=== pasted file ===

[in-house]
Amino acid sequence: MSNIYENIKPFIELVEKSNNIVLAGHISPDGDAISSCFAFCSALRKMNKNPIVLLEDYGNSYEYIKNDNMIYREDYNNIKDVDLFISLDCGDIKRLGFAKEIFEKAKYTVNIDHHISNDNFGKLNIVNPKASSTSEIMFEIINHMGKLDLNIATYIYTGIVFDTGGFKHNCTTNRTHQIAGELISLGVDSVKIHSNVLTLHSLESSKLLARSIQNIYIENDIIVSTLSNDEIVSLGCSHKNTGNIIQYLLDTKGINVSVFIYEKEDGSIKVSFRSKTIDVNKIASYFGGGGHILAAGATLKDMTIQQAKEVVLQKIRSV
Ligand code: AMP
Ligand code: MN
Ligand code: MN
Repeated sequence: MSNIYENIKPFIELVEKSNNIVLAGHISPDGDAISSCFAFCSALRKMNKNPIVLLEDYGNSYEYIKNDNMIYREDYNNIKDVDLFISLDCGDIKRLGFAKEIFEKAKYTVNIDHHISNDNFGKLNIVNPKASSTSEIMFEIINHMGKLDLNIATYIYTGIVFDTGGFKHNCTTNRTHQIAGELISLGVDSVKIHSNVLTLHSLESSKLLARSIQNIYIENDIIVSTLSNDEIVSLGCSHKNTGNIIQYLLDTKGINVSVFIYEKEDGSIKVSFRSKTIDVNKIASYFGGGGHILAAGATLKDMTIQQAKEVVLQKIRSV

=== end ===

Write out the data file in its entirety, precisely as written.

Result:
[in-house]
Amino acid sequence: MSNIYENIKPFIELVEKSNNIVLAGHISPDGDAISSCFAFCSALRKMNKNPIVLLEDYGNSYEYIKNDNMIYREDYNNIKDVDLFISLDCGDIKRLGFAKEIFEKAKYTVNIDHHISNDNFGKLNIVNPKASSTSEIMFEIINHMGKLDLNIATYIYTGIVFDTGGFKHNCTTNRTHQIAGELISLGVDSVKIHSNVLTLHSLESSKLLARSIQNIYIENDIIVSTLSNDEIVSLGCSHKNTGNIIQYLLDTKGINVSVFIYEKEDGSIKVSFRSKTIDVNKIASYFGGGGHILAAGATLKDMTIQQAKEVVLQKIRSV
Ligand code: AMP
Ligand code: MN
Ligand code: MN
Repeated sequence: MSNIYENIKPFIELVEKSNNIVLAGHISPDGDAISSCFAFCSALRKMNKNPIVLLEDYGNSYEYIKNDNMIYREDYNNIKDVDLFISLDCGDIKRLGFAKEIFEKAKYTVNIDHHISNDNFGKLNIVNPKASSTSEIMFEIINHMGKLDLNIATYIYTGIVFDTGGFKHNCTTNRTHQIAGELISLGVDSVKIHSNVLTLHSLESSKLLARSIQNIYIENDIIVSTLSNDEIVSLGCSHKNTGNIIQYLLDTKGINVSVFIYEKEDGSIKVSFRSKTIDVNKIASYFGGGGHILAAGATLKDMTIQQAKEVVLQKIRSV